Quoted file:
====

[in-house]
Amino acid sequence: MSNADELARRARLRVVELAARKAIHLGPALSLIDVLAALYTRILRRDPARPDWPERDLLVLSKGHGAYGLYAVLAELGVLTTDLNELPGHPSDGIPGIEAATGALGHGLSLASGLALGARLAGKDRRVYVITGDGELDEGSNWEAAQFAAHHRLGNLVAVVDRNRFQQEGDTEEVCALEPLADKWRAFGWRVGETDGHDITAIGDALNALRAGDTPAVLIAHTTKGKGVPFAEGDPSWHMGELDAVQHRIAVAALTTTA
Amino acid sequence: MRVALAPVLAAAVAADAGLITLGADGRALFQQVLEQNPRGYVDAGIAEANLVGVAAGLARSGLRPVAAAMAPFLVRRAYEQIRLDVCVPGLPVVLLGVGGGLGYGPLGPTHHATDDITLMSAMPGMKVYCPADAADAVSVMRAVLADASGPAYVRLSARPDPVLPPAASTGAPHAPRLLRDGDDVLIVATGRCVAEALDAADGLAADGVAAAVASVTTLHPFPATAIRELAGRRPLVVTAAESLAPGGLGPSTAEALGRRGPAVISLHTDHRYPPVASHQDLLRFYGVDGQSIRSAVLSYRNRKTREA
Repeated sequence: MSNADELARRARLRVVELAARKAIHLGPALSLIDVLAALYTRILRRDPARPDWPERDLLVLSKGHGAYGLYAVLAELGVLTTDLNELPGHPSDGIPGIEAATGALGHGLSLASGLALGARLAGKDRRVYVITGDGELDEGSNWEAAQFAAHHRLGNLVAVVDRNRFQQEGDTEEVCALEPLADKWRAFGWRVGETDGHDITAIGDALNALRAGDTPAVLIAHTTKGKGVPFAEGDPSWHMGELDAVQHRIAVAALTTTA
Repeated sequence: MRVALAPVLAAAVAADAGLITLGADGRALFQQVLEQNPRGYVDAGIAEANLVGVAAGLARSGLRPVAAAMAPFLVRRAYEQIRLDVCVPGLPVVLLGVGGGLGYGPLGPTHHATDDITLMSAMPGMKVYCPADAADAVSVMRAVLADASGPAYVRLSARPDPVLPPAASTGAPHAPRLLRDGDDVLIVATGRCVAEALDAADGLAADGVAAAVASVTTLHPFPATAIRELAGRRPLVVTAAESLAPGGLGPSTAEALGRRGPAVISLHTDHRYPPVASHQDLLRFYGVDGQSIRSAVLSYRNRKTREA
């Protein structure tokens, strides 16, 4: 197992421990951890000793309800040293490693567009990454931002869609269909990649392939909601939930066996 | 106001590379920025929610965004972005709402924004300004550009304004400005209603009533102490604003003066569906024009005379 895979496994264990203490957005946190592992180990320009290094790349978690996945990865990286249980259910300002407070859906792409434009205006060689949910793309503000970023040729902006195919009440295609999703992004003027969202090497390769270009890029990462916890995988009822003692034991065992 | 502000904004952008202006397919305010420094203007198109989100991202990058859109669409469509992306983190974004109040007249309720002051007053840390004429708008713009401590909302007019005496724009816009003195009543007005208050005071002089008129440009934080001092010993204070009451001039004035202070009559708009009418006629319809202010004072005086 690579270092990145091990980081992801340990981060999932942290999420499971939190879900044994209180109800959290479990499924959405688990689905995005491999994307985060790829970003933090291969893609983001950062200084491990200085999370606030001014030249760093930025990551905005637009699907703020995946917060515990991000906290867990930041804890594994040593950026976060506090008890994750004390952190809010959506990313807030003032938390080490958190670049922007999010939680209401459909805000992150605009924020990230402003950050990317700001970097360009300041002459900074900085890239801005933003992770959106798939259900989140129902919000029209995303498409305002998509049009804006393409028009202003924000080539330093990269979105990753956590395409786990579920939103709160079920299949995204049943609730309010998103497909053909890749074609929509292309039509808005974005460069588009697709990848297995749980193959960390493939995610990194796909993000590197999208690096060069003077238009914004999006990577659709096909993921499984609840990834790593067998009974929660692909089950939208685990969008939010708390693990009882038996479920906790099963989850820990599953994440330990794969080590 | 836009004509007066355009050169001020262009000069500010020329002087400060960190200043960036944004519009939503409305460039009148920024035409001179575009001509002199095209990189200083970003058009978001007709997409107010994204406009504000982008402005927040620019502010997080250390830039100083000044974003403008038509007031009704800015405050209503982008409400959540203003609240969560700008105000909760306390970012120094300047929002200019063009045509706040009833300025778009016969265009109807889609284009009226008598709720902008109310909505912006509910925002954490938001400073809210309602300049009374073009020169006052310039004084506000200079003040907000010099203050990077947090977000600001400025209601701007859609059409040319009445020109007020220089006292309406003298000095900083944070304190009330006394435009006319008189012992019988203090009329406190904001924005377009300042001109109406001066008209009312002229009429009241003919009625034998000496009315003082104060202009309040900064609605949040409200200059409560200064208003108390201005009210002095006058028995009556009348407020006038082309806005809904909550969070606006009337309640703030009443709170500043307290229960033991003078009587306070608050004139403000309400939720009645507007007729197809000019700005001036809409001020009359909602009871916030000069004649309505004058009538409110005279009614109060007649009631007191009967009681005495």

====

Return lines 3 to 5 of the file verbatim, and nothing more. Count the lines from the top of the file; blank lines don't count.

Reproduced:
Amino acid sequence: MRVALAPVLAAAVAADAGLITLGADGRALFQQVLEQNPRGYVDAGIAEANLVGVAAGLARSGLRPVAAAMAPFLVRRAYEQIRLDVCVPGLPVVLLGVGGGLGYGPLGPTHHATDDITLMSAMPGMKVYCPADAADAVSVMRAVLADASGPAYVRLSARPDPVLPPAASTGAPHAPRLLRDGDDVLIVATGRCVAEALDAADGLAADGVAAAVASVTTLHPFPATAIRELAGRRPLVVTAAESLAPGGLGPSTAEALGRRGPAVISLHTDHRYPPVASHQDLLRFYGVDGQSIRSAVLSYRNRKTREA
Repeated sequence: MSNADELARRARLRVVELAARKAIHLGPALSLIDVLAALYTRILRRDPARPDWPERDLLVLSKGHGAYGLYAVLAELGVLTTDLNELPGHPSDGIPGIEAATGALGHGLSLASGLALGARLAGKDRRVYVITGDGELDEGSNWEAAQFAAHHRLGNLVAVVDRNRFQQEGDTEEVCALEPLADKWRAFGWRVGETDGHDITAIGDALNALRAGDTPAVLIAHTTKGKGVPFAEGDPSWHMGELDAVQHRIAVAALTTTA
Repeated sequence: MRVALAPVLAAAVAADAGLITLGADGRALFQQVLEQNPRGYVDAGIAEANLVGVAAGLARSGLRPVAAAMAPFLVRRAYEQIRLDVCVPGLPVVLLGVGGGLGYGPLGPTHHATDDITLMSAMPGMKVYCPADAADAVSVMRAVLADASGPAYVRLSARPDPVLPPAASTGAPHAPRLLRDGDDVLIVATGRCVAEALDAADGLAADGVAAAVASVTTLHPFPATAIRELAGRRPLVVTAAESLAPGGLGPSTAEALGRRGPAVISLHTDHRYPPVASHQDLLRFYGVDGQSIRSAVLSYRNRKTREA